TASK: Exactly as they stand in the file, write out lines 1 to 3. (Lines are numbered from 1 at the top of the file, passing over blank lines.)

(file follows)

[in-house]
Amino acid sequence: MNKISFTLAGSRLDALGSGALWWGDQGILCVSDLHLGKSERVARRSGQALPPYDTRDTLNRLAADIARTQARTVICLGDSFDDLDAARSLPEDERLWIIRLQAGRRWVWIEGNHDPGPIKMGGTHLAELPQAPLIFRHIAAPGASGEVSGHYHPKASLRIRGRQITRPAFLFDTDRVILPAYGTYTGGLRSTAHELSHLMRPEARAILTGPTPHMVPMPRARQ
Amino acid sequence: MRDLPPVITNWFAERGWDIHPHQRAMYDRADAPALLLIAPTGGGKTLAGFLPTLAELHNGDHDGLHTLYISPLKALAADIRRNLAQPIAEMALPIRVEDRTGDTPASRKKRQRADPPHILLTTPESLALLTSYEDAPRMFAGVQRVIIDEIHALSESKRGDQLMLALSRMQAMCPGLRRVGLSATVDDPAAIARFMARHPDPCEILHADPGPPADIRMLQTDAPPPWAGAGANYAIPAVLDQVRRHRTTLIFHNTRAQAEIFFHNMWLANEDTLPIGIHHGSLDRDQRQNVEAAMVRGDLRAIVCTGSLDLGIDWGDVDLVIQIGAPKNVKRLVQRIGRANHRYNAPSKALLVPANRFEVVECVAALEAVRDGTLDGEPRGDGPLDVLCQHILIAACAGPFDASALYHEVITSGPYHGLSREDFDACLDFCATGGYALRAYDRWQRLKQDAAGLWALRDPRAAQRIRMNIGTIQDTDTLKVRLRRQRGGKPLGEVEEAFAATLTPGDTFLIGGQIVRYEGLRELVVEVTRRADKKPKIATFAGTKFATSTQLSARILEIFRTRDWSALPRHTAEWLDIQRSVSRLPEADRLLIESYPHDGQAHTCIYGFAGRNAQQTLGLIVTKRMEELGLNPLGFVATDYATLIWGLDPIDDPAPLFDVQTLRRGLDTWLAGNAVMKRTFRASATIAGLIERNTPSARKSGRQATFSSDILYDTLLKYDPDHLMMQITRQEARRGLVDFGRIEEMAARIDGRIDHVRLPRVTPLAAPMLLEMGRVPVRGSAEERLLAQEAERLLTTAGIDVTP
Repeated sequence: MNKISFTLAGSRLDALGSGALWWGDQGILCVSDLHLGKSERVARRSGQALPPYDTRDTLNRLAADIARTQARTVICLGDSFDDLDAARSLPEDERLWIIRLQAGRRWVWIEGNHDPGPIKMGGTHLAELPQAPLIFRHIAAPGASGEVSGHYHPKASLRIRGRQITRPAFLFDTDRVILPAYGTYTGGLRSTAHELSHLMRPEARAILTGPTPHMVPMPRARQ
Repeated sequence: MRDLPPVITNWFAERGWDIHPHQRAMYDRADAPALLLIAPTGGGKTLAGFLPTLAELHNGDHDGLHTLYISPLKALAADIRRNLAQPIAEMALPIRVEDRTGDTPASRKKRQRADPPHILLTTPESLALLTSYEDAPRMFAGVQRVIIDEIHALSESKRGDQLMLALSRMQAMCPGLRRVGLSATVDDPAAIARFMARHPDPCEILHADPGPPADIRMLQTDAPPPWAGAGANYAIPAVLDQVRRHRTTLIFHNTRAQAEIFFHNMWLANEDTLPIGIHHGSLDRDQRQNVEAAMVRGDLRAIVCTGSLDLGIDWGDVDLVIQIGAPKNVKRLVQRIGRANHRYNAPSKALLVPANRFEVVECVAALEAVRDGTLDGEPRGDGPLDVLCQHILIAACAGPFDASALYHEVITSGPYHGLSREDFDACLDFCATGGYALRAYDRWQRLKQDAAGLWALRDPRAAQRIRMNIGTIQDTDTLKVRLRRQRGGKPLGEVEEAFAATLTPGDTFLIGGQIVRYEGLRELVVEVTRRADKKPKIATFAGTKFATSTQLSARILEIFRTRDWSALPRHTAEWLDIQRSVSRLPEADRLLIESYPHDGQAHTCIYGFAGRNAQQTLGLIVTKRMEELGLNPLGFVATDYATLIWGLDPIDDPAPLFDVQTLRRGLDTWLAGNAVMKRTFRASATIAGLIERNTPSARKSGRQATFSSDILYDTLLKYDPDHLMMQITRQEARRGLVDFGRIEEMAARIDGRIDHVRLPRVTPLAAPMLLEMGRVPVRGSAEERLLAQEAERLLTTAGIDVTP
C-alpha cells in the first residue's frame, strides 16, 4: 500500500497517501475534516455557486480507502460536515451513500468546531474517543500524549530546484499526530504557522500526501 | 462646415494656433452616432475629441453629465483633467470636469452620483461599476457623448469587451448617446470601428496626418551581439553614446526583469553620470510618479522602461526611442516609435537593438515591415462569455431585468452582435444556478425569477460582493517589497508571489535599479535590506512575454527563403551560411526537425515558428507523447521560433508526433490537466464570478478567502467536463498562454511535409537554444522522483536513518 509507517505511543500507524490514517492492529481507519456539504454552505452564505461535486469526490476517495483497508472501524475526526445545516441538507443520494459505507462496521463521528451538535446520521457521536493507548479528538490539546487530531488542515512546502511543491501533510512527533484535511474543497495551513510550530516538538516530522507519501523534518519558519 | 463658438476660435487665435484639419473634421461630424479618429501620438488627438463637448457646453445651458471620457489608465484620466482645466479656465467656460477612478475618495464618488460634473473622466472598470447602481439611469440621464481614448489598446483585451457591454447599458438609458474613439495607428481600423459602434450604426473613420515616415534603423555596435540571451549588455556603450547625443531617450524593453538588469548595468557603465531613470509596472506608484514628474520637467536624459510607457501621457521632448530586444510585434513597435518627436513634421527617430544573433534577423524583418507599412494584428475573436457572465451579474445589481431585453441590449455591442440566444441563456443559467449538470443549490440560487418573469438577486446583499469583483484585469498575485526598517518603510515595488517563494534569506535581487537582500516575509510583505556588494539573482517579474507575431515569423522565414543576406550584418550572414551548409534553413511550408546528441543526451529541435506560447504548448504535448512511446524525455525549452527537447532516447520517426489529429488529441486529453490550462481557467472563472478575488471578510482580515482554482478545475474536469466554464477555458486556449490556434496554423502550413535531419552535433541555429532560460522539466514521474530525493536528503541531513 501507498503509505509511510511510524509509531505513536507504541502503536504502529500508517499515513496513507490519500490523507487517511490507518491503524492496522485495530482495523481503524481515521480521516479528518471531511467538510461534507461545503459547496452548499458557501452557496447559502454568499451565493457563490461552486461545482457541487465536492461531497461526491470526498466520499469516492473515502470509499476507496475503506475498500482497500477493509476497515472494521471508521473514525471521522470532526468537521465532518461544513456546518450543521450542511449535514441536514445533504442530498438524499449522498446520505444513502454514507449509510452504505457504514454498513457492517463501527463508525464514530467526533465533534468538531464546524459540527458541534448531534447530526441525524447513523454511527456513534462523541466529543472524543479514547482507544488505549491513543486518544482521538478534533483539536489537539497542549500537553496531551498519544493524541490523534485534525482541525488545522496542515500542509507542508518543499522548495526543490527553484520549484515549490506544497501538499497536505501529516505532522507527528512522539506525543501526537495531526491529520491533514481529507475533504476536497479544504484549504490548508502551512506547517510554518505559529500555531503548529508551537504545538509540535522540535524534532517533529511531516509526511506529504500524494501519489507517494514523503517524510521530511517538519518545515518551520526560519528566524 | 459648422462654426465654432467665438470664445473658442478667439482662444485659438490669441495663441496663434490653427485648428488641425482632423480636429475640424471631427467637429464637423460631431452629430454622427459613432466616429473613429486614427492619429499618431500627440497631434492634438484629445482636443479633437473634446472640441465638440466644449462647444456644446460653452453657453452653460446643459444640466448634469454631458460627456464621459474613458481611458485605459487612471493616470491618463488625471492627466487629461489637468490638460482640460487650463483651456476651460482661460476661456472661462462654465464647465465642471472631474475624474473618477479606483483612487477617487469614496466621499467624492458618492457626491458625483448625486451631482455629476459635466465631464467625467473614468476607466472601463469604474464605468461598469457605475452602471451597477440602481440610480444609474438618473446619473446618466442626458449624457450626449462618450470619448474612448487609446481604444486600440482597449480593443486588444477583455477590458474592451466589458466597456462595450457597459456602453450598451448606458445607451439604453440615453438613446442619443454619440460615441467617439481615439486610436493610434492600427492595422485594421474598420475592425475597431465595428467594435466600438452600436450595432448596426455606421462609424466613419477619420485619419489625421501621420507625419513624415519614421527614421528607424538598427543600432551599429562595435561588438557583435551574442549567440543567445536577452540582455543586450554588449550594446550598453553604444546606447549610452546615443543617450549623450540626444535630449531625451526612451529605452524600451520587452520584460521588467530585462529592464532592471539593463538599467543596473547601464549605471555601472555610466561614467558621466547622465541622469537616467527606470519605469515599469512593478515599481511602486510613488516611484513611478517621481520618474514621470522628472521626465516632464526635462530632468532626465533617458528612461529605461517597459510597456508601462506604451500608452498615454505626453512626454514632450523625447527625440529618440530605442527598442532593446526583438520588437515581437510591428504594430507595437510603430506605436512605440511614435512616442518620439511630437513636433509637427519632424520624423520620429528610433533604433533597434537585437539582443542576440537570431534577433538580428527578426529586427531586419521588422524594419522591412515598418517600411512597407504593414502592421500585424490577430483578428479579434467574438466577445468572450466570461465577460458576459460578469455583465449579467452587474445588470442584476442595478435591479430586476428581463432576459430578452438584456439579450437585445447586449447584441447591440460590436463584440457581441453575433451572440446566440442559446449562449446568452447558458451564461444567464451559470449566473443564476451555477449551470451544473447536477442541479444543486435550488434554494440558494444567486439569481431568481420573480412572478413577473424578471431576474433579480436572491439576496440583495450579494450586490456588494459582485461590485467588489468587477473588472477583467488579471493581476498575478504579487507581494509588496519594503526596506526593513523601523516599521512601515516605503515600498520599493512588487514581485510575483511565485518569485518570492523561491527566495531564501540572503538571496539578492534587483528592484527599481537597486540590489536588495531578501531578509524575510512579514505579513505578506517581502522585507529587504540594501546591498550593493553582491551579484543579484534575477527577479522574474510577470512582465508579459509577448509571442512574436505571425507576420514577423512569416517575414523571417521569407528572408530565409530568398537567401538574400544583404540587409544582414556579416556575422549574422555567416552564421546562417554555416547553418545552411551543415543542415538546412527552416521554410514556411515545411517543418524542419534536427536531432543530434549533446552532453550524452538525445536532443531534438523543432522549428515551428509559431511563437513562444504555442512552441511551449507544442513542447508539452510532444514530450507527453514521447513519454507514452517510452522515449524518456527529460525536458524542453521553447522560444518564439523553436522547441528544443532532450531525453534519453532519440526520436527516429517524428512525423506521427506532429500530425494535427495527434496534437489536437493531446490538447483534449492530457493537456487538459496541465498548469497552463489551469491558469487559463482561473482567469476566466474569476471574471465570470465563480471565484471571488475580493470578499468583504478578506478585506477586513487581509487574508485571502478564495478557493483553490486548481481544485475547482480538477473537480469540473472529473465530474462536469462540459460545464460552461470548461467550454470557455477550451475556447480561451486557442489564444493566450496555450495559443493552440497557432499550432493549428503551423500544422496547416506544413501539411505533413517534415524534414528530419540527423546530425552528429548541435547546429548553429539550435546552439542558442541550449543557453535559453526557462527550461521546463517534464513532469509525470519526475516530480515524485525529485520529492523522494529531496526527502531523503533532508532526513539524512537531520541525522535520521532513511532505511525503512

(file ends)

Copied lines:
[in-house]
Amino acid sequence: MNKISFTLAGSRLDALGSGALWWGDQGILCVSDLHLGKSERVARRSGQALPPYDTRDTLNRLAADIARTQARTVICLGDSFDDLDAARSLPEDERLWIIRLQAGRRWVWIEGNHDPGPIKMGGTHLAELPQAPLIFRHIAAPGASGEVSGHYHPKASLRIRGRQITRPAFLFDTDRVILPAYGTYTGGLRSTAHELSHLMRPEARAILTGPTPHMVPMPRARQ
Amino acid sequence: MRDLPPVITNWFAERGWDIHPHQRAMYDRADAPALLLIAPTGGGKTLAGFLPTLAELHNGDHDGLHTLYISPLKALAADIRRNLAQPIAEMALPIRVEDRTGDTPASRKKRQRADPPHILLTTPESLALLTSYEDAPRMFAGVQRVIIDEIHALSESKRGDQLMLALSRMQAMCPGLRRVGLSATVDDPAAIARFMARHPDPCEILHADPGPPADIRMLQTDAPPPWAGAGANYAIPAVLDQVRRHRTTLIFHNTRAQAEIFFHNMWLANEDTLPIGIHHGSLDRDQRQNVEAAMVRGDLRAIVCTGSLDLGIDWGDVDLVIQIGAPKNVKRLVQRIGRANHRYNAPSKALLVPANRFEVVECVAALEAVRDGTLDGEPRGDGPLDVLCQHILIAACAGPFDASALYHEVITSGPYHGLSREDFDACLDFCATGGYALRAYDRWQRLKQDAAGLWALRDPRAAQRIRMNIGTIQDTDTLKVRLRRQRGGKPLGEVEEAFAATLTPGDTFLIGGQIVRYEGLRELVVEVTRRADKKPKIATFAGTKFATSTQLSARILEIFRTRDWSALPRHTAEWLDIQRSVSRLPEADRLLIESYPHDGQAHTCIYGFAGRNAQQTLGLIVTKRMEELGLNPLGFVATDYATLIWGLDPIDDPAPLFDVQTLRRGLDTWLAGNAVMKRTFRASATIAGLIERNTPSARKSGRQATFSSDILYDTLLKYDPDHLMMQITRQEARRGLVDFGRIEEMAARIDGRIDHVRLPRVTPLAAPMLLEMGRVPVRGSAEERLLAQEAERLLTTAGIDVTP